Underreporting of Salmonella and E-coli Food Poisoning - Probably 25,000 Cases of Salmonella Poisoning from Peter Pan Peanut ButterJun 14, 2007 | Parker Waichman LLP
In February of 2007, the FDA warned the country about Salmonella-tainted peanut butter distributed by food conglomerate, ConAgra Foods. However, the Salmonella-tainted Peter Pan and Great Value peanut butter may have gone unreported by the CDC for months. As a result, hundreds, possibly thousands of people have been sickened by a company with a history of producing tainted foods.
Besides the recent recall of Peter Pan Peanut Butter, ConAgra faced another governmental recall in August 2002 when their Greeley, Colorado beef plant produced meat contaminated with E-coli. Around 19 million pounds of tainted beef were recalled. E-coli, an intestinal bacteria, causes symptoms such as abdominal pain, severe cramping, bloody diarrhea, and vomiting. About 5 to 10 percent of infected individuals go on to develop Hemolytic Uremic Syndrome which can lead to kidney failure and death. One person was reported to have died in Ohio after eating the contaminated meat.
Although the tainted peanut butter was not officially addressed until February 2007, the CDC detected an increased incidence of Salmonella-related sicknesses as far back as November 2006. The CDC could have made an inquiry in November when the outbreak began to appear, but instead waited until February after more and more people were coming down with Salmonella. Given ConAgra's recent past, the CDC should have been stricter in flushing out the food corporation's mistakes. Apparently ignoring their past problems with contamination, the CDC gave ConAgra Foods a mere slap on the wrist, hoping the company would correct itself. Unfortunately, ConAgra did little to fix its Salmonella problem and thus more people ended up with tainted peanut butter in their pantries and on their sandwiches.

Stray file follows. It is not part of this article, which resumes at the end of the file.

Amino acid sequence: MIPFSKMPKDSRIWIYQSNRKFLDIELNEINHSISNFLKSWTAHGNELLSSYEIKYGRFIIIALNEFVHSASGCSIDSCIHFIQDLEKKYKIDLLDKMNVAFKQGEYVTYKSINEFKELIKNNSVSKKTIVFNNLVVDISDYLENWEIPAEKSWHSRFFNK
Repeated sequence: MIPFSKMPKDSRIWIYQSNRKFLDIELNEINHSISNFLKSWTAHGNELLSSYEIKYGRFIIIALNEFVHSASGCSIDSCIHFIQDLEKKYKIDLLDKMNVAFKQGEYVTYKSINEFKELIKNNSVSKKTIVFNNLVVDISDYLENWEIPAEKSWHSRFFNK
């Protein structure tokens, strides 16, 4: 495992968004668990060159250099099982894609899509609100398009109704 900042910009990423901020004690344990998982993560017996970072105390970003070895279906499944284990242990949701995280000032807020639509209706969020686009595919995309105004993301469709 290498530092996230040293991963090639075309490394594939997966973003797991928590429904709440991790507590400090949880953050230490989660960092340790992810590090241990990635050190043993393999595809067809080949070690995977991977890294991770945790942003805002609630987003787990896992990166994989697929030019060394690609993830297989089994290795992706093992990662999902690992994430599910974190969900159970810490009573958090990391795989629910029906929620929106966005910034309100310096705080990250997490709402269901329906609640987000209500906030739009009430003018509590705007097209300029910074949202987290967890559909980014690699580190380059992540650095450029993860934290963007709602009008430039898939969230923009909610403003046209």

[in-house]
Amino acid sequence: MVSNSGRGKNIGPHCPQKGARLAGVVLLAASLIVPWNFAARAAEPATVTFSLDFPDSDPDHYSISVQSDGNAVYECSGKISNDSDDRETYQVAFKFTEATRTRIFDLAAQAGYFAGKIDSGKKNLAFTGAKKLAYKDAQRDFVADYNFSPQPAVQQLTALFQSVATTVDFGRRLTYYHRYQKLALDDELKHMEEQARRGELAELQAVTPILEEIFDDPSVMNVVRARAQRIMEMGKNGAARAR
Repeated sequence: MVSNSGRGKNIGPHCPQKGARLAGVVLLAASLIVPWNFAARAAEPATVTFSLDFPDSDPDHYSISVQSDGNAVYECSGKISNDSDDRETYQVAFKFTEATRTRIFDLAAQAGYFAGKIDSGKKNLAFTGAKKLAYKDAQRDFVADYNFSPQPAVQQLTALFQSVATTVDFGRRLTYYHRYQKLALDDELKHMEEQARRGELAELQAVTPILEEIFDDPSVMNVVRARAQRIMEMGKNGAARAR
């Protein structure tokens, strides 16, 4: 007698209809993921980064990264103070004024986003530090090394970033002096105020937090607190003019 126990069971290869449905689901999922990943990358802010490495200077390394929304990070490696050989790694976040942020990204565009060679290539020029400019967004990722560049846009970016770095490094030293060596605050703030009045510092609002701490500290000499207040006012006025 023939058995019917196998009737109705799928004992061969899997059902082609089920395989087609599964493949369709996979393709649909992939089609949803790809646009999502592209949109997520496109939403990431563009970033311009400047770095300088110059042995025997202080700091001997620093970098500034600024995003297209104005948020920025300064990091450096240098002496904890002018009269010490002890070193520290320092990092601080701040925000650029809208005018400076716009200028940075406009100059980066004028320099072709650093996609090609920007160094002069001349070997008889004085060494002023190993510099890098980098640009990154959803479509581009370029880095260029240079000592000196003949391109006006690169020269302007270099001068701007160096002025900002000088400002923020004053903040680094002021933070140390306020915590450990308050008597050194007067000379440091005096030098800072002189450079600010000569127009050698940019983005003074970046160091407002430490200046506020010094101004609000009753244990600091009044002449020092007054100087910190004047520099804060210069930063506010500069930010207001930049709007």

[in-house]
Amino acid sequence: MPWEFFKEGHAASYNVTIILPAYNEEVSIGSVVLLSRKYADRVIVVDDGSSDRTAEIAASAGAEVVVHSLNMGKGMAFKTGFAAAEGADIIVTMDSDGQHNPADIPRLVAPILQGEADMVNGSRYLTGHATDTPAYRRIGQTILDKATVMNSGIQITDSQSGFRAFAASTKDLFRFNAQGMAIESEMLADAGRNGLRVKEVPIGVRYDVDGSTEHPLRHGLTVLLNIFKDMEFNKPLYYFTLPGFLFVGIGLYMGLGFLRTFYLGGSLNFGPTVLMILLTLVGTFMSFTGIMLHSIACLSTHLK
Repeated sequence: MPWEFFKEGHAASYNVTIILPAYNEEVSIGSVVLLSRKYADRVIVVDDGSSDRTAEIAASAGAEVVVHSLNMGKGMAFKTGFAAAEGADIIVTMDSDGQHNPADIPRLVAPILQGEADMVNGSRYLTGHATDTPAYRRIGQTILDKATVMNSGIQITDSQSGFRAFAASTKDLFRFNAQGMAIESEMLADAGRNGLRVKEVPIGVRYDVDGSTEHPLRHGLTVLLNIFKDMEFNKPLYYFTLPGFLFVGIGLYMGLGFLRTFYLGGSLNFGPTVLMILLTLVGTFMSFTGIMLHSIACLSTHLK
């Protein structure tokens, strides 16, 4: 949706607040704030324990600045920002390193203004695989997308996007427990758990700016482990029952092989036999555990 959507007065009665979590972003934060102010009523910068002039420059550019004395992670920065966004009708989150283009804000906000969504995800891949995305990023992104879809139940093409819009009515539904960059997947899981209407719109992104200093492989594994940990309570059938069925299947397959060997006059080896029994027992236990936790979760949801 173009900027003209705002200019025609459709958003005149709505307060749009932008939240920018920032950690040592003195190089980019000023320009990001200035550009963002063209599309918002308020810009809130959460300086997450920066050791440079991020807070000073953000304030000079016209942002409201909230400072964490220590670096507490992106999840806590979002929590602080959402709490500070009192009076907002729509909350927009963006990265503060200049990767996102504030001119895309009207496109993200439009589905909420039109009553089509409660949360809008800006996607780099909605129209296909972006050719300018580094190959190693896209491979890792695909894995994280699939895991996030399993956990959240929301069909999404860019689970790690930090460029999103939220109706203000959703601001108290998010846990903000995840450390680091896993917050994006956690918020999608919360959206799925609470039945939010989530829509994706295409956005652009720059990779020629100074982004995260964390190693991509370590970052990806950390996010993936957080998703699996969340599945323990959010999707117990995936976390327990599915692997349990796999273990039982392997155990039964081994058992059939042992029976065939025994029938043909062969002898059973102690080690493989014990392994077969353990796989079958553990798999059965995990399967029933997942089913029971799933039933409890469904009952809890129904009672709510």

A major hurdle in trying to figure out exactly how many people have been afflicted with ConAgra's tainted products has to do with incidences of underreporting. For instance, one of the major problems with trying to quantify the differences between reporting normal diarrhea and food poisoning is that many people will mistake an upset stomach as stress or will attribute it to some other ailment such as the flu. And although it's understandable that the general public may not know the difference between the flu and Salmonella symptoms, doctors are also capable of underreporting. The best way to diagnose Salmonella is to test the germs in the stool of an afflicted person; however doctors don't routinely test everyone, thus perpetuating the cycle of underreporting.
This occurrence of underreporting is disturbing because Salmonella is one of the most vicious strains of food poisoning. Although it is usually not life-threatening, Salmonella can be potentially fatal if untreated. Symptoms can last five to seven days and can include: severe diarrhea, abdominal cramps, fever, nausea, dehydration, and vomiting. Headaches and muscle and joint pain can cause flu-like symptoms which inhibit an individual's ability to cope with everyday responsibilities such as work and family. One of the main problems associated with Salmonella is a debilitating condition called Reiter's Syndrome. The most common symptoms of Reiter’s Syndrome are arthritis, eye irritation, and urinary tract symptoms and typically affect the knees, ankles, and feet, causing pain and swelling for up to a year or more after the initial infection. Those with weakened immune systems, specifically infants and the elderly are especially at risk to lose their lives.